Heungrunsa Temple, Incheon, South Korea submitted by Mitsugo Liz Lawlor
Undo Kuya and Zenku
Mission Mountain Ohigan Sesshin Group Photo
Mission Mountain Ohigan Sesshin Group Photo
Shukke Tokudo (Ordination) Ceremony in Montana
On Sunday, September 25, following a five day Ohigan Sesshin led by Zenku Jerry Smyers at the Mission Mountain Zen affiliate, Kuya Minogue of our Sakuraji affiliate received her new Ordination name "Undo" (Cloud Path), her robe and her bowls from Unsui Zenku in a Shukke Tokudo Ceremony. The ceremony was attended by sixteen people, eight of whom travelled to the Mission Mountain Zen Centre from Creston Canada, one who came from California and one from Illinois. Local students also attended.
Undo Kuya will be doing an ango with Reb Anderson at Green Gulch Farm starting October 11 and ending December 17, 2016.
Congratulations Undo Kuya,
STO Study Opportunities
Nov 30 - Dec 7 2014
Sesshin means to unify or expound the Mind. It offers a unique opportunity to deepen practice and training in an intensive immersion into zazen (shikantaza).
The annual Rohatsu Sesshin is unique in that we sit up all night the last day in observance of Buddha's Enlightenment. We will be practicing at the Zonolite training center.
Elliston Sensei will lead a series of informal discussions on experience during zazen, and will offer daily dokusan, time TBD.
Please attend any or all of the retreat days as you are able. You can select the specific days you would like to attend. Fees are $50 ($45 for supporting members) per full day and $15 for overnight accommodations.
ASZC is on Mixlr! Download the app or connect on your computer to hear live streaming Dharma talks at ASZC. Those connecting on Mixlr can participate in the discussion by messaging. If you aren't able to listen to the live streaming talk, the recordings can be accessed. Click on the link below and search for Atlanta Soto Zen Center.(Mixlr link)
Cloud Dharma Tuesday Skype Discussion Group
Cloud Dharma study group is currently reading and discussing Just This Is It: Dongshan and the Practice of Suchness by Taigen Dan Leighton.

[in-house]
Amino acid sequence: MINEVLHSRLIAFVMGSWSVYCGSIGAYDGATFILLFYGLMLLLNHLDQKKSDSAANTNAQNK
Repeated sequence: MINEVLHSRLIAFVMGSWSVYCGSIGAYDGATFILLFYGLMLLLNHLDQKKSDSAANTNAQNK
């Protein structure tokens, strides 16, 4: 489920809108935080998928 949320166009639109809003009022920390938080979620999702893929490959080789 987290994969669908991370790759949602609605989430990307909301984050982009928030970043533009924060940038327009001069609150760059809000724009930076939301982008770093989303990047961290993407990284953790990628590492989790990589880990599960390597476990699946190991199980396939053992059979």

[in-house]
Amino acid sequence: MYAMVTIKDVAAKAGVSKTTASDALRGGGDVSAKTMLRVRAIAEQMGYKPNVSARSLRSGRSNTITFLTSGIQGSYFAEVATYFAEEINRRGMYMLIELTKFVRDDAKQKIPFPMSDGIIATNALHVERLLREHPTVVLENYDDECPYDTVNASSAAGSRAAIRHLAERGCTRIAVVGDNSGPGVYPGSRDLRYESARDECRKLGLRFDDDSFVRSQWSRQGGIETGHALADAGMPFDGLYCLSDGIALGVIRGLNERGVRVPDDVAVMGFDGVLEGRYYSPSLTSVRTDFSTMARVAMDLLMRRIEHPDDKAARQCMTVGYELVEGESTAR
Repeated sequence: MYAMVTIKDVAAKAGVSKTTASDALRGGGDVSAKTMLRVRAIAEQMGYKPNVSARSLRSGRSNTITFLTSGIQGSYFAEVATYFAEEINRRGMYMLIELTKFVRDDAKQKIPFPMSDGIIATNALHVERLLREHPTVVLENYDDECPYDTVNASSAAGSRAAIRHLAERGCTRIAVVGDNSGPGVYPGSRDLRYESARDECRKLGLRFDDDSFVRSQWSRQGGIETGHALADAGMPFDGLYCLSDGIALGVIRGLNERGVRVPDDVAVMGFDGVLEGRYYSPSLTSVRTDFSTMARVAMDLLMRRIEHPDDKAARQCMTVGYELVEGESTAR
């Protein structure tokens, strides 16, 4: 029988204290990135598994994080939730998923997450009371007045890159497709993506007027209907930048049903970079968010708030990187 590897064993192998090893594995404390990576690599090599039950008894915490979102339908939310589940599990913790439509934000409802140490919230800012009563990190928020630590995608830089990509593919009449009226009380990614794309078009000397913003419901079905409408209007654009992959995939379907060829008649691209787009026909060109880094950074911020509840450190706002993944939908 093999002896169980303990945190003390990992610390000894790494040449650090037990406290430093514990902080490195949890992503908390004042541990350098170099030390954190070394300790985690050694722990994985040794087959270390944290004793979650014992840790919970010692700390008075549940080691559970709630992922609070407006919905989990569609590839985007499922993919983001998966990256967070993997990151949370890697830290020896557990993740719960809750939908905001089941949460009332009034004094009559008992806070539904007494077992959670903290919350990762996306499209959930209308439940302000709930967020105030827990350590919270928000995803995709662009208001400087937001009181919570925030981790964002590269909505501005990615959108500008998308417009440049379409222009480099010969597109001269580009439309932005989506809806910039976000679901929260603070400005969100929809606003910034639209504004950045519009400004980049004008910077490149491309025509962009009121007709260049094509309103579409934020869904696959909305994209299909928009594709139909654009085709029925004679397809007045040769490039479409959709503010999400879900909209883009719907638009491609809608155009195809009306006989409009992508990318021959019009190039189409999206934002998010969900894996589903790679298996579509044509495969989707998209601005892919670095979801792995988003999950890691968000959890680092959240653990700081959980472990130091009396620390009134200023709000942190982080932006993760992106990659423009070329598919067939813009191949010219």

Click here to learn how to participate.
INSOMNIA & ZEN
by Taiun Michael Elliston Roshi
Insomnia is widely recognized as a significant medical problem, if only because it helps sell pills and therapies. From an article in the New York Times (NYT) by Austin Frakt, The Evidence Points to a Better Way to Fight Insomnia:
When it comes to insomnia, comparative effectiveness studies reveal that sleep medications aren't the best bet for a cure, despite what the commercials say. Several clinical trials have found that they're outperformed by cognitive behavioral therapy.
Note that fighting insomnia is implied in the title, as the only alternative. The need to fight insomnia, however, may be regarded as a cultural, as opposed to a natural, need. If you were living in the jungle, you would need to stay awake, or to sleep, for quite different reasons, and on an entirely different schedule, than you need to do if you have a job with regular hours. A personal pet peeve is the cavalier use of evidence. While it lends an air of credibility, the resort to claiming evidence conjures up the well-known quagmire of claims and counter-claims to be found in other studies. My personal situation vis-a-vis sleep allows me to follow the old Zen maxim, from The Tao of Physics by Fritjof Capra:
When Po-chang was asked to define [sic] Zen, he said, "When hungry, eat, when tired, sleep." Although this sounds simple and obvious, like so much in Zen, it is in fact quite a difficult task. To regain the naturalness of our original nature requires long training and constitutes a great spiritual [sic] achievement.
Because I no longer have to show up at a given time every business day, or take care of my personal business in my "off" hours, I now enjoy flex-time in terms of my daily sleep routine. (I am writing this at 3:00 in the morning). One of the great luxuries in life is never having to use an alarm clock. Amongst other influences in my developmental years, the sleep-work patterns of Thomas Edison, who took catnaps around the clock, and R. Buckminster Fuller, who flew around the world so frequently that he was in his own time zone, convinced me of the arbitrariness of our society's agreed-upon norm. Further, research on historical sleep patterns, and those in other cultures, reveals that two periods of sleep per night, with an interim waking and socializing period, as well as siestas during the afternoon when it is hot outdoors, may be more natural than one extended snore. Experiments in underground environments, where people typically revert to a 25-hour circadian rhythm, reinforced my suspicion that the medical establishment's standards for healthy sleep are societally skewed.
Atlanta Soto Zen Center, Atlanta, Georgia (founded 1977)
Atlantic Soto Zen Center,Dalhousie Multifaith Centre,Halifax NS Canada
Buddhist PhilosophiesNCSU Campus Group, Raleigh North Carolina
Falmouth Soto Zen Sangha, Falmouth, Massachusetts
High Plains ZenNess City, Kansas
Iqaluit Soto Zen GroupIqaluit, Nunavut, Canada
Jacksville Soto Zen Meditation Group,Jacksville, Florida
Memphis Zen CommunityMemphis, Tennessee
Mission Mountain Zen GroupDayton, Montana
Nashville Zen CenterNashville, Tennessee
Ottawa Soto ZenOttawa, Canada
Sakura-jiCreston, British Columbia Phone - 250-428-6500
Savannah Zen Center, Savannah, Georgia
Southwind Sangha Soto Zen Buddhist AssoicationWichita, Kansas
Treehouse SanghaTroy and Cohoes, New York
Wire Grass Soto Zen Group, Headland AL
Zen Group of ChattanoogaChattanooga, Tennesse